For starters, there’s Tuesday’s pro-am, where Team Loch Lomond Whiskies 2, led by Gemma Dryburgh, barely clipped the R&A’s pro-am team, led by Atthaya Thitikul.

On the Tuesday afternoon of a major championship, how goofy is that sentence? And yet it’s a reality for the women’s golf world. Even at its most sacred events, some of the proceedings are bought and paid for.

But some pros are willing to live with that. They’re not ready to bite the hand that feeds them. Or should we say hands? This week there are TWO pro-ams at the Women’s Open. After 24 groups jammed up the course Tuesday, 18 more will play Wednesday morning.

Mel Reid, who earned an exemption into The Open Monday, didn’t play in either pro-am, but has otherwise struggled to find room on the course. Reid said she hoped to join an open practice time before the pro-am Wednesday, but as of Tuesday afternoon, there was no space left. Now her best hope is to slide into the space of a group, any group that just doesn’t turn to the back nine.

“Yeah, but isn’t that how it’s always been?” asked Jodi Ewart Shadoff Tuesday, on the prospect of a pro-am during a major championship week. She’s not totally wrong. The year’s first major, the Chevron Championship, had a pro-am. So did the second major, the KPMG Women’s PGA. The third, the U.S. Women’s Open, did not, but the fourth, the Evian Championship, historically has. (Left unsaid: the mere suggestion that male players take part in a major-week pro-am would be enough to cause a field-wide revolt.)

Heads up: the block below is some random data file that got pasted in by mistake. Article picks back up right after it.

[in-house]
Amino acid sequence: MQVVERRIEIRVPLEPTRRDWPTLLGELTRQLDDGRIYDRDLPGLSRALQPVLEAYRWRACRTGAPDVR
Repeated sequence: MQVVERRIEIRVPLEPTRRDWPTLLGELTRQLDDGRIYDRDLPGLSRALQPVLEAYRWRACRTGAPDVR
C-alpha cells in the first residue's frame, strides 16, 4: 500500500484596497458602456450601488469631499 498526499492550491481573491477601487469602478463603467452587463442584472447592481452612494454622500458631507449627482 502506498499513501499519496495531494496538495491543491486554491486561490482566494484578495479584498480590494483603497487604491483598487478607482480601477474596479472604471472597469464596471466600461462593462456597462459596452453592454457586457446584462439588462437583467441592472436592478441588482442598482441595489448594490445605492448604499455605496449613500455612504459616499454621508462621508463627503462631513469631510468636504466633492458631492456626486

Even as Ewart Shadoff accepted the cost of doing business in the women’s game, the golf course around her seemed to reject it. She said those words during a 15-minute pause on the 5th tee, while her group waited for the fairway to clear of middle-handicappers. Knowing her pro-am round would be the extent of her practice for the day, Ewart Shadoff occasionally played multiple tee shots, switching out clubs, in an effort to improve in whichever ways she could from the constraints of a hit-and-giggle. Could you imagine Rory McIlroy’s Open week in St. Andrews including a 5.5-hour romp alongside an overzealous bogey golfer?


And so this week we have what we have: immense progress, golf history, and a club best described as stodgy. A club that now proudly boasts more than a dozen female members, and whose history had been rewritten to acknowledge it. A club that, yes, has long invited females to play as visitors, and even catered to East Lothian county female events. But also a club that has occasionally ushered those female guests into the clubhouse through a separate entrance.

The story of the 46th Women’s Open at Muirfield is in many ways the story of golf — something great and too often overdue.

Agree? Disagree? Feel free to lob praise, critiques or any commentary to the author at

Sean Zak Editor

Sean Zak is a writer at GOLF Magazine and just published his first book, which follows his travels in Scotland during the most pivotal summer in the game’s history.